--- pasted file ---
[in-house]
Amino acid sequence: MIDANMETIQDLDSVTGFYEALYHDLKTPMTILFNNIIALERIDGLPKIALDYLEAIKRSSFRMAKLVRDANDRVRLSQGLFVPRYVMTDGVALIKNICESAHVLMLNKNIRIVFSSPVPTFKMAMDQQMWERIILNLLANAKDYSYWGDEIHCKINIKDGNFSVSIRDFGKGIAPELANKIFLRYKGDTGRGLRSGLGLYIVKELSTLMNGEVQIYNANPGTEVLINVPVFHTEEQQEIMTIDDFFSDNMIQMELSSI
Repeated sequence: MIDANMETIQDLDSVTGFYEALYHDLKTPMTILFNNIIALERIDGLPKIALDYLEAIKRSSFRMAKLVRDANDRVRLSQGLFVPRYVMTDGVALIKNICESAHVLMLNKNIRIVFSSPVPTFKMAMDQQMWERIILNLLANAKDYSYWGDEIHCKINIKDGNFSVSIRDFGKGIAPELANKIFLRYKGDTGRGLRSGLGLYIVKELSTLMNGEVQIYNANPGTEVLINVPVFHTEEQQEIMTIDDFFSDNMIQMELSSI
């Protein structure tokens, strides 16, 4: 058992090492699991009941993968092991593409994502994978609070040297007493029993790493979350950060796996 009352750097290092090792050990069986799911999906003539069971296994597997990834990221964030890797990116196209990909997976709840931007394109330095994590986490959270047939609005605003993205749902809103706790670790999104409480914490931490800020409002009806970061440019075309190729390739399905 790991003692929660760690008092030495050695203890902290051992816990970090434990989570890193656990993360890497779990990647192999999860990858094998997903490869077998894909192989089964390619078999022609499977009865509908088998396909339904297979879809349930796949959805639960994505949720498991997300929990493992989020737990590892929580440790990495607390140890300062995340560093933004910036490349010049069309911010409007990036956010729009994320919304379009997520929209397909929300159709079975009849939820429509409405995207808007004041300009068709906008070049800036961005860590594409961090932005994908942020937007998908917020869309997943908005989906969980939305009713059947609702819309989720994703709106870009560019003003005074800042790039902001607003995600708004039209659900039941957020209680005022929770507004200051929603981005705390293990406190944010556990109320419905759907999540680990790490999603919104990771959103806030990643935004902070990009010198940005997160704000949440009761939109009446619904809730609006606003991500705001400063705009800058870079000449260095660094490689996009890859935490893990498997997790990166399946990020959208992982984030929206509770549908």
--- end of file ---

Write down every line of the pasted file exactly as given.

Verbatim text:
[in-house]
Amino acid sequence: MIDANMETIQDLDSVTGFYEALYHDLKTPMTILFNNIIALERIDGLPKIALDYLEAIKRSSFRMAKLVRDANDRVRLSQGLFVPRYVMTDGVALIKNICESAHVLMLNKNIRIVFSSPVPTFKMAMDQQMWERIILNLLANAKDYSYWGDEIHCKINIKDGNFSVSIRDFGKGIAPELANKIFLRYKGDTGRGLRSGLGLYIVKELSTLMNGEVQIYNANPGTEVLINVPVFHTEEQQEIMTIDDFFSDNMIQMELSSI
Repeated sequence: MIDANMETIQDLDSVTGFYEALYHDLKTPMTILFNNIIALERIDGLPKIALDYLEAIKRSSFRMAKLVRDANDRVRLSQGLFVPRYVMTDGVALIKNICESAHVLMLNKNIRIVFSSPVPTFKMAMDQQMWERIILNLLANAKDYSYWGDEIHCKINIKDGNFSVSIRDFGKGIAPELANKIFLRYKGDTGRGLRSGLGLYIVKELSTLMNGEVQIYNANPGTEVLINVPVFHTEEQQEIMTIDDFFSDNMIQMELSSI
């Protein structure tokens, strides 16, 4: 058992090492699991009941993968092991593409994502994978609070040297007493029993790493979350950060796996 009352750097290092090792050990069986799911999906003539069971296994597997990834990221964030890797990116196209990909997976709840931007394109330095994590986490959270047939609005605003993205749902809103706790670790999104409480914490931490800020409002009806970061440019075309190729390739399905 790991003692929660760690008092030495050695203890902290051992816990970090434990989570890193656990993360890497779990990647192999999860990858094998997903490869077998894909192989089964390619078999022609499977009865509908088998396909339904297979879809349930796949959805639960994505949720498991997300929990493992989020737990590892929580440790990495607390140890300062995340560093933004910036490349010049069309911010409007990036956010729009994320919304379009997520929209397909929300159709079975009849939820429509409405995207808007004041300009068709906008070049800036961005860590594409961090932005994908942020937007998908917020869309997943908005989906969980939305009713059947609702819309989720994703709106870009560019003003005074800042790039902001607003995600708004039209659900039941957020209680005022929770507004200051929603981005705390293990406190944010556990109320419905759907999540680990790490999603919104990771959103806030990643935004902070990009010198940005997160704000949440009761939109009446619904809730609006606003991500705001400063705009800058870079000449260095660094490689996009890859935490893990498997997790990166399946990020959208992982984030929206509770549908």